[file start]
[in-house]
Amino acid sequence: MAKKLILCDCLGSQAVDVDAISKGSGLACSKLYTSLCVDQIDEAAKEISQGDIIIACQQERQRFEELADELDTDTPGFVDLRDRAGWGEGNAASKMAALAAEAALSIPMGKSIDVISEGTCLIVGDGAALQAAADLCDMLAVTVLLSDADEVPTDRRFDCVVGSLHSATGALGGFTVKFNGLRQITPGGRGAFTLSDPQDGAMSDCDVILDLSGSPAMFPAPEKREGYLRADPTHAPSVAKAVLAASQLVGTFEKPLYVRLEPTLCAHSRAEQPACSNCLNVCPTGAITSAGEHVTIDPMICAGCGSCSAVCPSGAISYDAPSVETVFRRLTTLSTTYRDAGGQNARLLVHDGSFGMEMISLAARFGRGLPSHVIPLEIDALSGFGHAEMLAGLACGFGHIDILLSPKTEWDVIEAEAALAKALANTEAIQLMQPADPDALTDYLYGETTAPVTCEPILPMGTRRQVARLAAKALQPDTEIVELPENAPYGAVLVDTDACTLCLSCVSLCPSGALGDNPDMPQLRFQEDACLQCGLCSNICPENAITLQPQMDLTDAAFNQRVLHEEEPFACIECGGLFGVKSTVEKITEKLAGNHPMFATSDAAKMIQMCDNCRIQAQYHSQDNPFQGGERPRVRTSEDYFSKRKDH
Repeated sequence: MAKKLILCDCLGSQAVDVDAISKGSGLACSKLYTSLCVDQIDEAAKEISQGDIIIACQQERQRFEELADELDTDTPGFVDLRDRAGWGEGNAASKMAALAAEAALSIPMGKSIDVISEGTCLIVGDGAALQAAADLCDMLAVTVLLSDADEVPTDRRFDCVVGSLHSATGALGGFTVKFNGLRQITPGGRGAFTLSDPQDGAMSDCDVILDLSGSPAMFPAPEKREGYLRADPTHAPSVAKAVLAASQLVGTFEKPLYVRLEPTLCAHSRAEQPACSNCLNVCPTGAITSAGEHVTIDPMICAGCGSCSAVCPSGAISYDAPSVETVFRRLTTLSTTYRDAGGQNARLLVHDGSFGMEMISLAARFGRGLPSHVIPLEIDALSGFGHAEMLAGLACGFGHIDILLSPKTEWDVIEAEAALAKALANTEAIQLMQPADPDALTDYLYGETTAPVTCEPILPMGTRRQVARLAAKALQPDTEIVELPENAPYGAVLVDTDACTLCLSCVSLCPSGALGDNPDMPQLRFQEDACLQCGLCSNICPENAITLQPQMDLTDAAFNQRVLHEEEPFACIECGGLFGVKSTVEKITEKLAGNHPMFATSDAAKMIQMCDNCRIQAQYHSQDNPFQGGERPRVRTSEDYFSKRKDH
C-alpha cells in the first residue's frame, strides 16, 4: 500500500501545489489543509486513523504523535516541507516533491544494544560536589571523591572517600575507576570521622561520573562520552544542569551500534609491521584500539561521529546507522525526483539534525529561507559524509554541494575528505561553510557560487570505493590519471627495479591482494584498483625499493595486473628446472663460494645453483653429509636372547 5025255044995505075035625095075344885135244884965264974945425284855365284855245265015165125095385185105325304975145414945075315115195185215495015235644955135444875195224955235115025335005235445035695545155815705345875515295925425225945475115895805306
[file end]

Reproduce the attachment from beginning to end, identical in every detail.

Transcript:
[in-house]
Amino acid sequence: MAKKLILCDCLGSQAVDVDAISKGSGLACSKLYTSLCVDQIDEAAKEISQGDIIIACQQERQRFEELADELDTDTPGFVDLRDRAGWGEGNAASKMAALAAEAALSIPMGKSIDVISEGTCLIVGDGAALQAAADLCDMLAVTVLLSDADEVPTDRRFDCVVGSLHSATGALGGFTVKFNGLRQITPGGRGAFTLSDPQDGAMSDCDVILDLSGSPAMFPAPEKREGYLRADPTHAPSVAKAVLAASQLVGTFEKPLYVRLEPTLCAHSRAEQPACSNCLNVCPTGAITSAGEHVTIDPMICAGCGSCSAVCPSGAISYDAPSVETVFRRLTTLSTTYRDAGGQNARLLVHDGSFGMEMISLAARFGRGLPSHVIPLEIDALSGFGHAEMLAGLACGFGHIDILLSPKTEWDVIEAEAALAKALANTEAIQLMQPADPDALTDYLYGETTAPVTCEPILPMGTRRQVARLAAKALQPDTEIVELPENAPYGAVLVDTDACTLCLSCVSLCPSGALGDNPDMPQLRFQEDACLQCGLCSNICPENAITLQPQMDLTDAAFNQRVLHEEEPFACIECGGLFGVKSTVEKITEKLAGNHPMFATSDAAKMIQMCDNCRIQAQYHSQDNPFQGGERPRVRTSEDYFSKRKDH
Repeated sequence: MAKKLILCDCLGSQAVDVDAISKGSGLACSKLYTSLCVDQIDEAAKEISQGDIIIACQQERQRFEELADELDTDTPGFVDLRDRAGWGEGNAASKMAALAAEAALSIPMGKSIDVISEGTCLIVGDGAALQAAADLCDMLAVTVLLSDADEVPTDRRFDCVVGSLHSATGALGGFTVKFNGLRQITPGGRGAFTLSDPQDGAMSDCDVILDLSGSPAMFPAPEKREGYLRADPTHAPSVAKAVLAASQLVGTFEKPLYVRLEPTLCAHSRAEQPACSNCLNVCPTGAITSAGEHVTIDPMICAGCGSCSAVCPSGAISYDAPSVETVFRRLTTLSTTYRDAGGQNARLLVHDGSFGMEMISLAARFGRGLPSHVIPLEIDALSGFGHAEMLAGLACGFGHIDILLSPKTEWDVIEAEAALAKALANTEAIQLMQPADPDALTDYLYGETTAPVTCEPILPMGTRRQVARLAAKALQPDTEIVELPENAPYGAVLVDTDACTLCLSCVSLCPSGALGDNPDMPQLRFQEDACLQCGLCSNICPENAITLQPQMDLTDAAFNQRVLHEEEPFACIECGGLFGVKSTVEKITEKLAGNHPMFATSDAAKMIQMCDNCRIQAQYHSQDNPFQGGERPRVRTSEDYFSKRKDH
C-alpha cells in the first residue's frame, strides 16, 4: 500500500501545489489543509486513523504523535516541507516533491544494544560536589571523591572517600575507576570521622561520573562520552544542569551500534609491521584500539561521529546507522525526483539534525529561507559524509554541494575528505561553510557560487570505493590519471627495479591482494584498483625499493595486473628446472663460494645453483653429509636372547 5025255044995505075035625095075344885135244884965264974945425284855365284855245265015165125095385185105325304975145414945075315115195185215495015235644955135444875195224955235115025335005235445035695545155815705345875515295925425225945475115895805306